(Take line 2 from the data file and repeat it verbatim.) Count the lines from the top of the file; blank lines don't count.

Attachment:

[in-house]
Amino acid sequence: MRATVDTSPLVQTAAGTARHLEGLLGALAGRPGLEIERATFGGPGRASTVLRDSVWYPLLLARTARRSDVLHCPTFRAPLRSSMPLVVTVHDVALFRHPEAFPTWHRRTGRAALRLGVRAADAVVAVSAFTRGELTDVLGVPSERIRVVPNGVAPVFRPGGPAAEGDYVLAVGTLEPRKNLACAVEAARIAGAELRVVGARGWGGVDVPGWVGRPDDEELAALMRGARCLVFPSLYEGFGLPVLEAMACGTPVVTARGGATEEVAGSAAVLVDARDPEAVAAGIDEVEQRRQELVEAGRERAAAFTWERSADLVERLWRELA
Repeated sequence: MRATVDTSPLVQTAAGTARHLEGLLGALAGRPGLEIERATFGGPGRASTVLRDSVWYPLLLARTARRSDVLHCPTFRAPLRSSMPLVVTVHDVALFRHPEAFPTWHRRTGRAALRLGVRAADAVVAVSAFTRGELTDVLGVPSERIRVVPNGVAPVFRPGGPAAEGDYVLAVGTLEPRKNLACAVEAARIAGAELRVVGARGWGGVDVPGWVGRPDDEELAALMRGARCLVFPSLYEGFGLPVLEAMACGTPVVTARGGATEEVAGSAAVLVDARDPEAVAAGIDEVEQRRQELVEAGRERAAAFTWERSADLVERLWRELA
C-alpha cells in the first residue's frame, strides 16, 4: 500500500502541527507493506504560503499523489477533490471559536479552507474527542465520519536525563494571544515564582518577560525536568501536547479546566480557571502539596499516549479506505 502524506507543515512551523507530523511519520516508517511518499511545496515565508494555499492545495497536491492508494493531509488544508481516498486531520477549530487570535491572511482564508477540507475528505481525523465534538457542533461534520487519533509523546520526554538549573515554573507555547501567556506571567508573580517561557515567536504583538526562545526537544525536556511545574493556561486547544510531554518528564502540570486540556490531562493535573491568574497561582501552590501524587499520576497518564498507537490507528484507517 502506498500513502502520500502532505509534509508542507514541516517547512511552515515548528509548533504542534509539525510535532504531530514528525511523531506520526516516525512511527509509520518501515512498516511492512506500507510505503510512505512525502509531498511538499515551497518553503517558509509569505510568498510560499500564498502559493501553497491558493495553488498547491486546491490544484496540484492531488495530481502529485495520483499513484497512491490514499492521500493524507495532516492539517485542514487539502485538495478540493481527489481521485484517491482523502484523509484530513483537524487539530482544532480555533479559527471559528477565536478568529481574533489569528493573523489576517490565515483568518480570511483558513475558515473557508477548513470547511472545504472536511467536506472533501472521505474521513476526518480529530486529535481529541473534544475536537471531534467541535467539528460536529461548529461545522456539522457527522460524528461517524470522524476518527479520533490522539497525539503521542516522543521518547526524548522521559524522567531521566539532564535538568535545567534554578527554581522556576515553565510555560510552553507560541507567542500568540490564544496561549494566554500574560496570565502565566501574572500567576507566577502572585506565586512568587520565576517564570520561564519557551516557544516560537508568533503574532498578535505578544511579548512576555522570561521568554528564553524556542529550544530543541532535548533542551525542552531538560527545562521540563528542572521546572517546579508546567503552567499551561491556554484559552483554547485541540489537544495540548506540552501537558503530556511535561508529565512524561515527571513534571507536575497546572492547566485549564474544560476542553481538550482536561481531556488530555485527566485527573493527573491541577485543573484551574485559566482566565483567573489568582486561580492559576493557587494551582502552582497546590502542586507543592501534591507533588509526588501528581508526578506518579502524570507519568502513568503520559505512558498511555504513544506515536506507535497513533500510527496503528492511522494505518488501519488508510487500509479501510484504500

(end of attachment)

Amino acid sequence: MRATVDTSPLVQTAAGTARHLEGLLGALAGRPGLEIERATFGGPGRASTVLRDSVWYPLLLARTARRSDVLHCPTFRAPLRSSMPLVVTVHDVALFRHPEAFPTWHRRTGRAALRLGVRAADAVVAVSAFTRGELTDVLGVPSERIRVVPNGVAPVFRPGGPAAEGDYVLAVGTLEPRKNLACAVEAARIAGAELRVVGARGWGGVDVPGWVGRPDDEELAALMRGARCLVFPSLYEGFGLPVLEAMACGTPVVTARGGATEEVAGSAAVLVDARDPEAVAAGIDEVEQRRQELVEAGRERAAAFTWERSADLVERLWRELA